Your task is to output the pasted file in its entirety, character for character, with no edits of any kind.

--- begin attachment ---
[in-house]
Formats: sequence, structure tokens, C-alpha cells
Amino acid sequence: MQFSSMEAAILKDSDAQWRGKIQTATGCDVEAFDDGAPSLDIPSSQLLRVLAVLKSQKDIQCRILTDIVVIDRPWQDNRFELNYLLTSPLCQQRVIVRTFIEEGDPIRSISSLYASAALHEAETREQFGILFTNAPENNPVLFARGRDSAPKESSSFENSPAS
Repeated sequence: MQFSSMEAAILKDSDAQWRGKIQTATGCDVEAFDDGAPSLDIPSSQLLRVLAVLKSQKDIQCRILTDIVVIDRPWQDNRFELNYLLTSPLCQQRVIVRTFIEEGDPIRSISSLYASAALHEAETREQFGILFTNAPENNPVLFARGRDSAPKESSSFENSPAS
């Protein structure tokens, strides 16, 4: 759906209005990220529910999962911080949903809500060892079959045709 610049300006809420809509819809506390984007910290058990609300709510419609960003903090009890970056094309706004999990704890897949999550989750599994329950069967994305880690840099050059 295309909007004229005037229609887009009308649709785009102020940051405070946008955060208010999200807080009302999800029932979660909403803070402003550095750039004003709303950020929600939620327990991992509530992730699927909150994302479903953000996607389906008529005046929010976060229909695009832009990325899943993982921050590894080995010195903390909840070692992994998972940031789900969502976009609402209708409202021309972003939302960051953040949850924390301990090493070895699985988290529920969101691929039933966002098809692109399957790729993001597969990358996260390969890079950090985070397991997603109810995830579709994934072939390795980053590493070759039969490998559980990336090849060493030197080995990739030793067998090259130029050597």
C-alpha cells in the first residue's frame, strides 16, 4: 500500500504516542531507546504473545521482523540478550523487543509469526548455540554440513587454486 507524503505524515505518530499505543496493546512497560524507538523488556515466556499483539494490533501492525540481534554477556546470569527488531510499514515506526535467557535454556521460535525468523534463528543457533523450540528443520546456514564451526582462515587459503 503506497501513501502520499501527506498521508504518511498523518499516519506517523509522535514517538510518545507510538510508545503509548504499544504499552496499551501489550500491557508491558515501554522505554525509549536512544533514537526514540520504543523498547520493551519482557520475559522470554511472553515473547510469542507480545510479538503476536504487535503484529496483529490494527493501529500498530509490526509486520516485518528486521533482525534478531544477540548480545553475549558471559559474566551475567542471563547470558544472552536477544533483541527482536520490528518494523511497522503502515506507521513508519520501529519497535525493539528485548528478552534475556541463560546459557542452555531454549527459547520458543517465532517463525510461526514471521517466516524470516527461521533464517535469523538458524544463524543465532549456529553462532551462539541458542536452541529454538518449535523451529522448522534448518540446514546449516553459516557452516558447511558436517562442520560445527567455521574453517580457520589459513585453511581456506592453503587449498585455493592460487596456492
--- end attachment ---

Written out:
[in-house]
Formats: sequence, structure tokens, C-alpha cells
Amino acid sequence: MQFSSMEAAILKDSDAQWRGKIQTATGCDVEAFDDGAPSLDIPSSQLLRVLAVLKSQKDIQCRILTDIVVIDRPWQDNRFELNYLLTSPLCQQRVIVRTFIEEGDPIRSISSLYASAALHEAETREQFGILFTNAPENNPVLFARGRDSAPKESSSFENSPAS
Repeated sequence: MQFSSMEAAILKDSDAQWRGKIQTATGCDVEAFDDGAPSLDIPSSQLLRVLAVLKSQKDIQCRILTDIVVIDRPWQDNRFELNYLLTSPLCQQRVIVRTFIEEGDPIRSISSLYASAALHEAETREQFGILFTNAPENNPVLFARGRDSAPKESSSFENSPAS
């Protein structure tokens, strides 16, 4: 759906209005990220529910999962911080949903809500060892079959045709 610049300006809420809509819809506390984007910290058990609300709510419609960003903090009890970056094309706004999990704890897949999550989750599994329950069967994305880690840099050059 295309909007004229005037229609887009009308649709785009102020940051405070946008955060208010999200807080009302999800029932979660909403803070402003550095750039004003709303950020929600939620327990991992509530992730699927909150994302479903953000996607389906008529005046929010976060229909695009832009990325899943993982921050590894080995010195903390909840070692992994998972940031789900969502976009609402209708409202021309972003939302960051953040949850924390301990090493070895699985988290529920969101691929039933966002098809692109399957790729993001597969990358996260390969890079950090985070397991997603109810995830579709994934072939390795980053590493070759039969490998559980990336090849060493030197080995990739030793067998090259130029050597």
C-alpha cells in the first residue's frame, strides 16, 4: 500500500504516542531507546504473545521482523540478550523487543509469526548455540554440513587454486 507524503505524515505518530499505543496493546512497560524507538523488556515466556499483539494490533501492525540481534554477556546470569527488531510499514515506526535467557535454556521460535525468523534463528543457533523450540528443520546456514564451526582462515587459503 503506497501513501502520499501527506498521508504518511498523518499516519506517523509522535514517538510518545507510538510508545503509548504499544504499552496499551501489550500491557508491558515501554522505554525509549536512544533514537526514540520504543523498547520493551519482557520475559522470554511472553515473547510469542507480545510479538503476536504487535503484529496483529490494527493501529500498530509490526509486520516485518528486521533482525534478531544477540548480545553475549558471559559474566551475567542471563547470558544472552536477544533483541527482536520490528518494523511497522503502515506507521513508519520501529519497535525493539528485548528478552534475556541463560546459557542452555531454549527459547520458543517465532517463525510461526514471521517466516524470516527461521533464517535469523538458524544463524543465532549456529553462532551462539541458542536452541529454538518449535523451529522448522534448518540446514546449516553459516557452516558447511558436517562442520560445527567455521574453517580457520589459513585453511581456506592453503587449498585455493592460487596456492